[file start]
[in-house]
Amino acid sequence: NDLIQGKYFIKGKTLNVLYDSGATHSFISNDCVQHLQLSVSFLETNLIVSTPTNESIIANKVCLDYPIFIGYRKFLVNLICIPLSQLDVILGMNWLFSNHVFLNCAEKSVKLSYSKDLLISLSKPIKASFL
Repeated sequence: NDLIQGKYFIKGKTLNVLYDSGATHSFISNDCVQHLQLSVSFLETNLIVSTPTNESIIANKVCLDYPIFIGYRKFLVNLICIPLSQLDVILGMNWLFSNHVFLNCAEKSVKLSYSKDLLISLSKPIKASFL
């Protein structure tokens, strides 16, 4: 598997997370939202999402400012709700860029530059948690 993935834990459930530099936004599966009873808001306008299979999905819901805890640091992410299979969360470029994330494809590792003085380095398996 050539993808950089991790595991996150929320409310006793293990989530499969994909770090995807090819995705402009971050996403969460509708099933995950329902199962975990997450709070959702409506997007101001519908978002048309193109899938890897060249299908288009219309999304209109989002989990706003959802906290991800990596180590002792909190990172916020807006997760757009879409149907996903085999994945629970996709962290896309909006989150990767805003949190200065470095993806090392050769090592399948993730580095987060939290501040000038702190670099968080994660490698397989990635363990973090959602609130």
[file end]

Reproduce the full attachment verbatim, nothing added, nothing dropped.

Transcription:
[in-house]
Amino acid sequence: NDLIQGKYFIKGKTLNVLYDSGATHSFISNDCVQHLQLSVSFLETNLIVSTPTNESIIANKVCLDYPIFIGYRKFLVNLICIPLSQLDVILGMNWLFSNHVFLNCAEKSVKLSYSKDLLISLSKPIKASFL
Repeated sequence: NDLIQGKYFIKGKTLNVLYDSGATHSFISNDCVQHLQLSVSFLETNLIVSTPTNESIIANKVCLDYPIFIGYRKFLVNLICIPLSQLDVILGMNWLFSNHVFLNCAEKSVKLSYSKDLLISLSKPIKASFL
């Protein structure tokens, strides 16, 4: 598997997370939202999402400012709700860029530059948690 993935834990459930530099936004599966009873808001306008299979999905819901805890640091992410299979969360470029994330494809590792003085380095398996 050539993808950089991790595991996150929320409310006793293990989530499969994909770090995807090819995705402009971050996403969460509708099933995950329902199962975990997450709070959702409506997007101001519908978002048309193109899938890897060249299908288009219309999304209109989002989990706003959802906290991800990596180590002792909190990172916020807006997760757009879409149907996903085999994945629970996709962290896309909006989150990767805003949190200065470095993806090392050769090592399948993730580095987060939290501040000038702190670099968080994660490698397989990635363990973090959602609130």